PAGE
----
.ism return to homeostasis Cannon, 1929, 1935 . Seley .1936 then described the general adaptation syndromeand extended the view on the role of the adrenal steroids,stating that the adaptive stress response was a nonspecificeffect of any demand upon the body. Later, this conceptwas modified in the sense that he made clear that the typeof stress imposed was able to determine the type of

    .response that it would elicit Seley, 1956 . Until now,these concepts still hold in stress research, although a moredynamic approach to the term homeostasis, i.e. allostasis,

    .has been proposed by McEwen 1998 to emphasize the

    0014-2999r00r$ - see front matter q 2000 Elsevier Science B.V. All rights reserved. .PII: S0014-2999 00 00567-7

  • ( )C.C. Gispen-de WiedrEuropean Journal of Pharmacology 405 2000 375384376

    plasticity of the endocrine adaptive system throughout lifeand its consequences for developing disease. However, inthe recent literature, stress is predominantly described interms of changes in hypothalamicpituitaryadrenal func-tion, whereas both the psychological aspects of stressprocessing and the involvement of the autonomic nervous

    .system ANS are often neglected or studied separately.Therefore, the role of cortisol, as the sole stress hormone,

    may have been somewhat overestimated for review, see.Heim et al., 2000 .

    In general, when a stimulus is appraised as stressful bythe individual, a process that is predominantly determinedby the novelty and controllability of the stimulus itself .Huether, 1996 , the ability to adequately cope with thestressor will determine, whether, and to what extent, abiological stress response will occur. An example of thestress response to a psychosocial stressor, i.e. a publicspeaking task, is given in Fig. 1. Coping is regarded as thepsychological component in this process and comprisesbehavioral, cognitive and emotional responses in order tomaster a threatening situation and to reduce the impact of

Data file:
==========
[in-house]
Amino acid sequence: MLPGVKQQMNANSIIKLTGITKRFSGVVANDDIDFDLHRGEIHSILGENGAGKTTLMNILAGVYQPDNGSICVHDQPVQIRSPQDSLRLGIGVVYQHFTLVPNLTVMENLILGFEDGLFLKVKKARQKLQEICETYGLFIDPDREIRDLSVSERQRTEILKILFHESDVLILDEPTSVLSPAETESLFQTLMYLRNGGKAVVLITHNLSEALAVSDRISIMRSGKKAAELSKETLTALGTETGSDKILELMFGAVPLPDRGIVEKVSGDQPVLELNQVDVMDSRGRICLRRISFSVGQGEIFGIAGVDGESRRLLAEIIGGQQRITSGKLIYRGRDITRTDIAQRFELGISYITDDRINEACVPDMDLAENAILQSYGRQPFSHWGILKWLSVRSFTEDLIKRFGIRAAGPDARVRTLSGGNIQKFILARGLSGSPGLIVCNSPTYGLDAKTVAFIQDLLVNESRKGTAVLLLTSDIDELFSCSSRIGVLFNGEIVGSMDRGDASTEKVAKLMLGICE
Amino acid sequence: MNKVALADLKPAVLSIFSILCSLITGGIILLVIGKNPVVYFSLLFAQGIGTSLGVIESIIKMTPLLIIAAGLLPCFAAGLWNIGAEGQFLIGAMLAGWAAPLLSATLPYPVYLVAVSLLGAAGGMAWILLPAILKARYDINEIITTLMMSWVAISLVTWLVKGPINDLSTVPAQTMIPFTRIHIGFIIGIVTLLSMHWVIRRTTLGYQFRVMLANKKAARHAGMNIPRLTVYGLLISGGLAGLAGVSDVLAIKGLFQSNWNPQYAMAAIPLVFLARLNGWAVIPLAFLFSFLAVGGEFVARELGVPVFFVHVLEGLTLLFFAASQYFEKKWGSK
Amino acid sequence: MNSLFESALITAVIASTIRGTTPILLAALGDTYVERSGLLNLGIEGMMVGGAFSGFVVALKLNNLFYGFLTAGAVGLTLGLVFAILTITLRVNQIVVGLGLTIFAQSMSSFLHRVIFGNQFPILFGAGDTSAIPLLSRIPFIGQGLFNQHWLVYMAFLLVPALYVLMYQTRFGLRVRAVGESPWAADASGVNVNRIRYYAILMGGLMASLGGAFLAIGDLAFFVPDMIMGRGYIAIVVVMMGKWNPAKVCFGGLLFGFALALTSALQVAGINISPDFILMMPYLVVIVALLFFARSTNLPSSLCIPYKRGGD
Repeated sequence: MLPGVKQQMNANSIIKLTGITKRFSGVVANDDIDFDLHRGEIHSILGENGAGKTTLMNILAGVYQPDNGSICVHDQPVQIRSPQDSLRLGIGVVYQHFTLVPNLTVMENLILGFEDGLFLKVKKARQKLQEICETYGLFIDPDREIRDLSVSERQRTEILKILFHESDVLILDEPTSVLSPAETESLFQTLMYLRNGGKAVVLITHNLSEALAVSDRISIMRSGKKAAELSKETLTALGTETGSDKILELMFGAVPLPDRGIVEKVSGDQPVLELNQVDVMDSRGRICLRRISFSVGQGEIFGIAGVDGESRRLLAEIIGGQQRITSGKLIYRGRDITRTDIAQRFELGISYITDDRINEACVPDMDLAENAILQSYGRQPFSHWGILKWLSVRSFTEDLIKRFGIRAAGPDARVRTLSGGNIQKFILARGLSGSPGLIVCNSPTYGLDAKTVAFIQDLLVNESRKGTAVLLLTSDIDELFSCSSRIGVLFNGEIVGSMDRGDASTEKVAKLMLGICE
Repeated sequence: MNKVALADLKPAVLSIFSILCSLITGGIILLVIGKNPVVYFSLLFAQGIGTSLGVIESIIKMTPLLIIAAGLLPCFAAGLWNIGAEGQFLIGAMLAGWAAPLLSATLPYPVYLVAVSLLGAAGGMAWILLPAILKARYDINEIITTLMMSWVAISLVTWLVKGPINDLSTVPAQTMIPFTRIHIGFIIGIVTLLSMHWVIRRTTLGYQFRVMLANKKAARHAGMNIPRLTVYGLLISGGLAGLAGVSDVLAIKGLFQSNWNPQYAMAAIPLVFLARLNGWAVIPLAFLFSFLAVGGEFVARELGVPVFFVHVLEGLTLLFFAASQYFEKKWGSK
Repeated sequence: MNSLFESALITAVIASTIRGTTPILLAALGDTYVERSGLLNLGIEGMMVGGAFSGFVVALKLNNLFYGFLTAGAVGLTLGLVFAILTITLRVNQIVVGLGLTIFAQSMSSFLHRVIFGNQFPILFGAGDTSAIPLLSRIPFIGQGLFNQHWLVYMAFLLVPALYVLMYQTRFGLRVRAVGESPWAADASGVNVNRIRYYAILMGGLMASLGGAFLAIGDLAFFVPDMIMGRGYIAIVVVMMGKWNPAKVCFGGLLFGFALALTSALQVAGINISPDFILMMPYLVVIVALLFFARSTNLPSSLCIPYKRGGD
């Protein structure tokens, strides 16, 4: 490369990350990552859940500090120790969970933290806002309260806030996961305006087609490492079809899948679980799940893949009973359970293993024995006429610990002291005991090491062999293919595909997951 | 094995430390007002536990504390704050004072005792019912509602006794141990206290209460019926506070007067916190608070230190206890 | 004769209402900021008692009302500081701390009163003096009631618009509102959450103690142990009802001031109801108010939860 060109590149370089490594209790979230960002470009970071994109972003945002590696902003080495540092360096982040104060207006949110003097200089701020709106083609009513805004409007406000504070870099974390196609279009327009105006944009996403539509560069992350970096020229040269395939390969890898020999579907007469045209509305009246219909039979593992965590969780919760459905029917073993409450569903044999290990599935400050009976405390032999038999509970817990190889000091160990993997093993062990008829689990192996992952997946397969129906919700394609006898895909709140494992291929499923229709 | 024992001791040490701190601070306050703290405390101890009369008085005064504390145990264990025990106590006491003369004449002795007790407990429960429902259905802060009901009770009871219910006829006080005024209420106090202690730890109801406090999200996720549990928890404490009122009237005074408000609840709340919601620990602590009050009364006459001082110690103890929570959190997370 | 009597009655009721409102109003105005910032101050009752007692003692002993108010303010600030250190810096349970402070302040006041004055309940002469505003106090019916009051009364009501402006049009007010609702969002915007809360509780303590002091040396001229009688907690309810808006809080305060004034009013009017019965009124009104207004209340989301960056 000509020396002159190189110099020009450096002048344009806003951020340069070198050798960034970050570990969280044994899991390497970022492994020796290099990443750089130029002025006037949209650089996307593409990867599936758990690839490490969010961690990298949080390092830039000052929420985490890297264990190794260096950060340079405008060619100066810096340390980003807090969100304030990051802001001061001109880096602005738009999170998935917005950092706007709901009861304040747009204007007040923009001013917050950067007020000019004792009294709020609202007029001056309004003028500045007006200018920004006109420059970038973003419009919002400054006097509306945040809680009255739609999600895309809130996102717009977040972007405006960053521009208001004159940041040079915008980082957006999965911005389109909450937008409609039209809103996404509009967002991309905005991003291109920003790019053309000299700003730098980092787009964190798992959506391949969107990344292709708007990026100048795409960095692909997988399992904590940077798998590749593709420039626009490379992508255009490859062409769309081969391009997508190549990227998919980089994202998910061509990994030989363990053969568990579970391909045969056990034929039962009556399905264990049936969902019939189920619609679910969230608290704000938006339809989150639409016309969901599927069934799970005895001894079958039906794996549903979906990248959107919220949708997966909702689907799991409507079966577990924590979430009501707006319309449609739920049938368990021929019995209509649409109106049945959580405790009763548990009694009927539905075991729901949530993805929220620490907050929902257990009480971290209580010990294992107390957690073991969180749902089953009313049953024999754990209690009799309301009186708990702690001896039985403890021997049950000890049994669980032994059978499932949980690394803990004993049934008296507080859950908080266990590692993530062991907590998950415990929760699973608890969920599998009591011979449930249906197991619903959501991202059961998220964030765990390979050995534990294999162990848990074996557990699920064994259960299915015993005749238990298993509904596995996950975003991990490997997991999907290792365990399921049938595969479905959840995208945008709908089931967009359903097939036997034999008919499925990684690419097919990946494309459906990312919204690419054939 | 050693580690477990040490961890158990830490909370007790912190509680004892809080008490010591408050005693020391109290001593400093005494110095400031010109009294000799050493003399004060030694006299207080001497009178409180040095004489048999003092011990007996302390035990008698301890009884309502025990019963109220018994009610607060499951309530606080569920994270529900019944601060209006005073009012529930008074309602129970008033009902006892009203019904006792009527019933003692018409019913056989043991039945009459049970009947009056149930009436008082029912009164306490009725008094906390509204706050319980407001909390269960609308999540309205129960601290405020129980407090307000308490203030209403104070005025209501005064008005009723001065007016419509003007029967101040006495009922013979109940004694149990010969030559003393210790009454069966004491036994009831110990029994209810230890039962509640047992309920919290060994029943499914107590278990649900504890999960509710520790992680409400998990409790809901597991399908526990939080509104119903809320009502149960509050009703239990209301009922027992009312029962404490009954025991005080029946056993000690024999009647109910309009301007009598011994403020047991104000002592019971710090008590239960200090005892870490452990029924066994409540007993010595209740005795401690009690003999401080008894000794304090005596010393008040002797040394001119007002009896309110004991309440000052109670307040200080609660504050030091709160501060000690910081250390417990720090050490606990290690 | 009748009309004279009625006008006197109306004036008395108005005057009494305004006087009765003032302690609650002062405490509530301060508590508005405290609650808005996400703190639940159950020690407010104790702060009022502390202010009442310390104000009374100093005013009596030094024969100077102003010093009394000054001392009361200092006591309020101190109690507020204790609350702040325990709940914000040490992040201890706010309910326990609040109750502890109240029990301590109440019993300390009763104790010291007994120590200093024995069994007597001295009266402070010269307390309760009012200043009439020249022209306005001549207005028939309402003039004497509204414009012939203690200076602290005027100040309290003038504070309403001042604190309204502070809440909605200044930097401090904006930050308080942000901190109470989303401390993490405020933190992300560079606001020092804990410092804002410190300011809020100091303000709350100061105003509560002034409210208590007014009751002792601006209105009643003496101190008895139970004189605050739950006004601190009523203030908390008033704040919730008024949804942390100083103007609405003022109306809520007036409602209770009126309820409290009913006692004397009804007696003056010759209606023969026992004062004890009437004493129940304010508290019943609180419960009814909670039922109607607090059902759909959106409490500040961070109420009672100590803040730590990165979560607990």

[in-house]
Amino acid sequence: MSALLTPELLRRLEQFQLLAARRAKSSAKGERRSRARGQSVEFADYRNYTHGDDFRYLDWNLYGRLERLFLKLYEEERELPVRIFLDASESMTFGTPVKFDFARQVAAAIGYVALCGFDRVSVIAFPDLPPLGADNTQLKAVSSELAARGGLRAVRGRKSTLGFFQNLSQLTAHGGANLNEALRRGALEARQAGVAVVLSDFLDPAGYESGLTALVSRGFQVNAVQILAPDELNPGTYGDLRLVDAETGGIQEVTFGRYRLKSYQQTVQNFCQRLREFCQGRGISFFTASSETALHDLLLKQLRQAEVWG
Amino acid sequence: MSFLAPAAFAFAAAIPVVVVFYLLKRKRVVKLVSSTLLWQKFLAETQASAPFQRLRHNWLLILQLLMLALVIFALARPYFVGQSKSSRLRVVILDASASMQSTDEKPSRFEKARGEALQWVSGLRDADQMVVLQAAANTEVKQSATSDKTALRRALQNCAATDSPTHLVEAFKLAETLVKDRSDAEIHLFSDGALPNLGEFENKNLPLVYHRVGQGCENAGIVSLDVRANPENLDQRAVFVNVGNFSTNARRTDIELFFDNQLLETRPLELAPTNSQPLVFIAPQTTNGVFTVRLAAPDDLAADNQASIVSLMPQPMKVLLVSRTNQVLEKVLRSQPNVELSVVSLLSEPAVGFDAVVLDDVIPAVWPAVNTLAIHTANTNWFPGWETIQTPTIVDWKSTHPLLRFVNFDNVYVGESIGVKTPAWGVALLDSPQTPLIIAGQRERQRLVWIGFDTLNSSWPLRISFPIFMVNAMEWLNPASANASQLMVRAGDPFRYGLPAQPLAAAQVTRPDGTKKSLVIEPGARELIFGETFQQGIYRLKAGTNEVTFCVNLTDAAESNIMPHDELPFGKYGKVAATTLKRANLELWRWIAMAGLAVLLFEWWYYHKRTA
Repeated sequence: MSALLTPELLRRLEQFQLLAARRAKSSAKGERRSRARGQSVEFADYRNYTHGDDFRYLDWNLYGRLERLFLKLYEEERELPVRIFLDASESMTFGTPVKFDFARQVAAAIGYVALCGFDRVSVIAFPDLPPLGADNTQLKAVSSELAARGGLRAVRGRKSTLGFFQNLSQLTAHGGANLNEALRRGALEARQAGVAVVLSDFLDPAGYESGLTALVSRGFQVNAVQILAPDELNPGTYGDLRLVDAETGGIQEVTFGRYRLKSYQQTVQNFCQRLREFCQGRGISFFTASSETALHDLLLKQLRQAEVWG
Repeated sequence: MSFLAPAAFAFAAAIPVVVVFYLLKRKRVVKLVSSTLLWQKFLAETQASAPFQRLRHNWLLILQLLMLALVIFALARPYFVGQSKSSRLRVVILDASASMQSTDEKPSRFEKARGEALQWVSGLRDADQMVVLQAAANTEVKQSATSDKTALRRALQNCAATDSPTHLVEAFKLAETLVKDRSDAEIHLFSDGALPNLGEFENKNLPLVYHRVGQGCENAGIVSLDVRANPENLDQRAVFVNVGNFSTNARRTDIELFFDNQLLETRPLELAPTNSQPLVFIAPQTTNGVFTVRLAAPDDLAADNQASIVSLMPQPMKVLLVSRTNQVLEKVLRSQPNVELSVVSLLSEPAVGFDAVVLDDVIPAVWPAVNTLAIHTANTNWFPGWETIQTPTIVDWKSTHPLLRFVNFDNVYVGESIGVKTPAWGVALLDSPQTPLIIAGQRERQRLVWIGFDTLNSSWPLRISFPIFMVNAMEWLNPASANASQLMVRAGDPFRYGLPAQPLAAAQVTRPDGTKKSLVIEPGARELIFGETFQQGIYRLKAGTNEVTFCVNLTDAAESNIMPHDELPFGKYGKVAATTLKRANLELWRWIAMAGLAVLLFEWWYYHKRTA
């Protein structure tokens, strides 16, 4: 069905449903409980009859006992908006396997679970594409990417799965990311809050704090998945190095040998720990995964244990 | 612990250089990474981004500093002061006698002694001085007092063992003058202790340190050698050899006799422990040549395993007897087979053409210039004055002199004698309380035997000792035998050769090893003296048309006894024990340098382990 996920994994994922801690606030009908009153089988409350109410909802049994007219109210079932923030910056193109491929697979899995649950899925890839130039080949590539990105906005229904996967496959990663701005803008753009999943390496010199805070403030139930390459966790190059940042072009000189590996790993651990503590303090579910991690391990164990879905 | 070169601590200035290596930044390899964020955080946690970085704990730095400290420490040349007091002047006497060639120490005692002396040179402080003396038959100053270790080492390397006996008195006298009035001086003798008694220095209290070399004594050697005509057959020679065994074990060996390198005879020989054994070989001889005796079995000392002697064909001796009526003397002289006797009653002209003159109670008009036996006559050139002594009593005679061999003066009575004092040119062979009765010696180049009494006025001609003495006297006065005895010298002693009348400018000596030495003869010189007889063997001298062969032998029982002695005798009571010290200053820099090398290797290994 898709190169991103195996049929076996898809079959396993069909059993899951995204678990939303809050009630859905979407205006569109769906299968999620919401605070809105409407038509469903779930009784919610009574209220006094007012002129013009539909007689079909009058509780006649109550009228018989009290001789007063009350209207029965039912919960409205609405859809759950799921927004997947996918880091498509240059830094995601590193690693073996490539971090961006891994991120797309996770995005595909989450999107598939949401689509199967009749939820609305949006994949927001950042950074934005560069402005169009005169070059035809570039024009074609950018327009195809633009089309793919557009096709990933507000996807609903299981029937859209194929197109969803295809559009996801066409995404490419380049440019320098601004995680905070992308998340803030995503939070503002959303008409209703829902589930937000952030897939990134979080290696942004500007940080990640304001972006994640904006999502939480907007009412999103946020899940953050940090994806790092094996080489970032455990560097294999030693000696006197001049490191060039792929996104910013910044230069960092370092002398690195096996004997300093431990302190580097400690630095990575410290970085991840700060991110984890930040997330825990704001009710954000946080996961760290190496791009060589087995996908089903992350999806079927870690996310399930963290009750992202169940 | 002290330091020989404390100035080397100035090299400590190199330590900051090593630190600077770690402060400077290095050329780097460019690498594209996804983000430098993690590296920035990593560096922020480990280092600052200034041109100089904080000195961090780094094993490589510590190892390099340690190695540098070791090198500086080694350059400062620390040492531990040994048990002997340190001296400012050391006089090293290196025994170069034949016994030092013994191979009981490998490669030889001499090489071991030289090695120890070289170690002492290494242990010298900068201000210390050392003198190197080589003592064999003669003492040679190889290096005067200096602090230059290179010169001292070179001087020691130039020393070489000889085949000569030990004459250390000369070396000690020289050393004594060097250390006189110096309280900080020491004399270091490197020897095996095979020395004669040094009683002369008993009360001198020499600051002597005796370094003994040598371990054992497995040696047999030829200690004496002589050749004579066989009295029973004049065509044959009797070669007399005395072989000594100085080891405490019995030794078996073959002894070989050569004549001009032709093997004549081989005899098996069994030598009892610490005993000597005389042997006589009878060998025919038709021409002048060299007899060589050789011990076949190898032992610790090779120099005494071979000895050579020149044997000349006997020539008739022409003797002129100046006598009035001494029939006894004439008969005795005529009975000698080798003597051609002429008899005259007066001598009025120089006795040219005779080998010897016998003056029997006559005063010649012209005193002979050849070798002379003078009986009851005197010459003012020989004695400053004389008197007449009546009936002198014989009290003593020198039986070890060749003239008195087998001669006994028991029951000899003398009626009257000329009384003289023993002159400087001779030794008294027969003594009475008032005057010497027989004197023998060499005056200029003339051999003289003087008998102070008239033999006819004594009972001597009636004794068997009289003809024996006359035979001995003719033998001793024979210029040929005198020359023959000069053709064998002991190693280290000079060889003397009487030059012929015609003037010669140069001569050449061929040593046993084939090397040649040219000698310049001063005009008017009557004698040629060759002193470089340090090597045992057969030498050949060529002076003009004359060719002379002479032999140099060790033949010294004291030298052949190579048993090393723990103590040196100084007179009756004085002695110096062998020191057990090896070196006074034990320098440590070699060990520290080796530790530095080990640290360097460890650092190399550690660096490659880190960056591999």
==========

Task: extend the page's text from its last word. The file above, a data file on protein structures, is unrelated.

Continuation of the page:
.the stressor Folkman and Lazarus, 1985 . The higherbrain areas that are involved in interpretation of the stres-sor and activation of the biological stress response arethought to be predominantly the prefrontal cortex and thelimbic system, i.e. the amygdalahippocampus complex.Through the prefrontal cortex, the limbic system is acti-vated to arouse the stress-induced emotions of fear andanxiety. Probably the release of corticotropin releasing

    .hormone CRH directs both the activation of the ANS aswell as the hypothalamicpituitaryadrenal axis Huether,

    .1996 . If a stress stimulus is not adequately responded to,for instance when the hypothalamicpituitaryadrenal sys-tem is hyper- or hyporesponsive or not able to habituate,

    .stress may enhance disease susceptibility McEwen, 1998 .This may be reflected in the hypercortisolemia that can be

    Fig. 1. The net effect of public speaking as psychosocial stress on heart .rate and salivary cortisol secretion in healthy adult subjects 22?r29Y .

    Delta values are calculated by subtracting control day values from testday values, expressed as mean"SE.

    found in chronic depression or the hypocortisolemia thatcan be found in PTSD. In schizophrenia, such dysfunctionsin the hypothalamicpituitaryadrenal system are less ob-vious.